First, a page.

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Wednesday Walk Through the Bible, John 11:1-45, particularly verses 29-45 (NIV)

#WednesdayWalk, an exploration of what unknown people might have seen or felt when they witnessed the events in the Bible. This post is from the perspective of a person who went to mourn with Mary and Martha after the death of Lazarus.

I arrived at the house to help console Mary and Martha about the loss of their brother Lazarus. A somber mood greeted me as I entered the crowded home. As I made my way through the front room, I tried to locate Mary and Martha. A few minutes later I spotted Mary near the doorway and watched as she quickly left the house. The room emptied out as everyone followed Mary. It appeared she was going to the tomb where her brother was buried.

I followed the crowd for a ways when suddenly everyone stopped. That’s when I spotted Mary bowing at the feet of a man. I asked the person next to me who Mary was bowing to and was told the man was Jesus. I had heard about this man and his miracles, but had never seen him in person.

“Lord, if you had been here, my brother would not have died.” I heard Mary say to Jesus. She began to weep. Indeed, if it was true he could heal the sick, he could have prevented the death of Lazarus. But now it was too late for him to do anything. Tears welled up in my eyes as I saw the pain on Mary’s face. “Where have you laid him,” I heard Jesus say with a troubled look on his face. There was murmuring in the crowd as some responded, “Come and see, Lord.”

For a moment we all stood stood still, silent as we watched the tears stream down the face of Jesus as he wept with Mary. It was obvious that he loved Lazarus. Some people in the crowd were saying, “Could not he who opened the eyes of the blind man have kept this man from dying?” I thought the same thing, but now there was nothing he could do. Who could overcome death?

A moment later we made our way to the tomb. I noticed it was a cave with a stone laid across the entrance. That’s when I heard Jesus say something that shocked us all. “Take away the stone,” he said. Martha being the practical one advised Jesus, “But, Lord, by this time there is a bad odor, for he has been there four days.” To which Jesus said, “Did I not tell you that if you believe, you will see the glory of God?”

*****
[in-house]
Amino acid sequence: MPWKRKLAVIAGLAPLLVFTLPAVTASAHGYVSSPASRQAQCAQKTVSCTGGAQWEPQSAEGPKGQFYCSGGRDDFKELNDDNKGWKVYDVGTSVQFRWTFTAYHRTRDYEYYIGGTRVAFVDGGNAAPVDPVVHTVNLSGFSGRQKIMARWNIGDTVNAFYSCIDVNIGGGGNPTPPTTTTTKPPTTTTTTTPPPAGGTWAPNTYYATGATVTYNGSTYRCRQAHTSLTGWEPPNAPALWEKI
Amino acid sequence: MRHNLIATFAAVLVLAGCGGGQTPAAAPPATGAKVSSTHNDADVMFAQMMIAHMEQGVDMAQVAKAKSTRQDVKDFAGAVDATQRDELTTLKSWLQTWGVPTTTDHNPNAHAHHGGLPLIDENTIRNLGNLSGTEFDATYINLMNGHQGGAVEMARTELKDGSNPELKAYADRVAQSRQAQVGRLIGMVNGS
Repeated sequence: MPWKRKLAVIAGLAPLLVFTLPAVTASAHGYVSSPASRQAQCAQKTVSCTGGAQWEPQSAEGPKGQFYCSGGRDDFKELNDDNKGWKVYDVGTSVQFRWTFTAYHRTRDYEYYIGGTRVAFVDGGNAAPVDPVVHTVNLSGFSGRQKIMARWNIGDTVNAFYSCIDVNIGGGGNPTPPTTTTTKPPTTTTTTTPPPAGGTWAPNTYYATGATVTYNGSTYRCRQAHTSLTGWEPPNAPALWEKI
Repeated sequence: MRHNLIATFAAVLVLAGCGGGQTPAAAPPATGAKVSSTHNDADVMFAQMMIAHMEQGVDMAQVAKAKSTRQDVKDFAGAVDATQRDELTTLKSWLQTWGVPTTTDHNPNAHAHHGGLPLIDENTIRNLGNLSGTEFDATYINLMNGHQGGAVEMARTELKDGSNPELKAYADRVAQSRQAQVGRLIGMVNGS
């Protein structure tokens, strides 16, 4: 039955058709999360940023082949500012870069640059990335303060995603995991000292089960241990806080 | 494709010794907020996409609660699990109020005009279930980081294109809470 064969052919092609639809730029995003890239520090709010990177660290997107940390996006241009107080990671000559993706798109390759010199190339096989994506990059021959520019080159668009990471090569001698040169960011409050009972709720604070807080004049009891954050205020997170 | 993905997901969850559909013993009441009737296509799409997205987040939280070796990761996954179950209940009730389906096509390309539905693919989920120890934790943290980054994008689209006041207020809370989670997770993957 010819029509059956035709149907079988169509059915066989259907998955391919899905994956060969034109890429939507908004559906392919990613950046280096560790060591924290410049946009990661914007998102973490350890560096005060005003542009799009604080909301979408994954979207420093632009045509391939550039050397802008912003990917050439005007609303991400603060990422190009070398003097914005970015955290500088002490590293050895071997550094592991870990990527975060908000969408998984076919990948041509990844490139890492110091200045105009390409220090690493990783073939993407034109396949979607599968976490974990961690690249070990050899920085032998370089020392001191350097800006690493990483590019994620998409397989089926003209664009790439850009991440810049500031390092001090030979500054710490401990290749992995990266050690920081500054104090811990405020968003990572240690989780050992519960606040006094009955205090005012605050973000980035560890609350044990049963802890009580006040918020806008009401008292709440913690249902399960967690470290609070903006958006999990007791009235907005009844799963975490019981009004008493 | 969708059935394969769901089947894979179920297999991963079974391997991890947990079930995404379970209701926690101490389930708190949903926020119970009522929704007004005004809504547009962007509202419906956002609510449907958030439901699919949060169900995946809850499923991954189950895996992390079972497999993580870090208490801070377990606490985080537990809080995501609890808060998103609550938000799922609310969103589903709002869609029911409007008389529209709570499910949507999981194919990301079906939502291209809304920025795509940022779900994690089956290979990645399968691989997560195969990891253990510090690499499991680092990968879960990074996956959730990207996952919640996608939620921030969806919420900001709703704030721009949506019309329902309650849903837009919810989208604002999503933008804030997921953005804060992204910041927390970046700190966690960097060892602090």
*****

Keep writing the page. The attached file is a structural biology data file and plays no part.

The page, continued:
What did he mean, “if you believe, you will see the glory of God?” Then, to my surprise, against Martha’s advice, they actually took away the stone. I held my nose as I watched it roll away, prepared for a strong stench. Then Jesus looked up and said, “Father, I thank you that you have heard me. I knew that you always hear me, but I said this for the benefit of the people standing here, that they may believe that you sent me.”

For a brief moment we all stared at the open tomb. I would not have believed what happened next if I had not seen it myself. To my amazement Jesus called in a loud voice, “Lazarus, come out!” Then the dead man came out, his hands and feet wrapped with strips of linen, and a cloth around his face. I stood frozen as Jesus said to them, “Take off the grave clothes and let him go.” I could see it was indeed Lazarus as the cloth was removed from his face.

I whispered to myself the words Jesus said only moments ago, “that they may believe that you sent me.” Could this be the Son of God as some people had told me before this day. How could I not believe in him after seeing him raise Lazarus from the dead?

If I boil down the essence of obedience, it usually comes down to a battle of wills — a battle between God’s will and my selfish will. More times than I like to admit, my insistence that I have a right to do something drives me to disobey God. Yet so many of the people in the Bible teach us quite the opposite.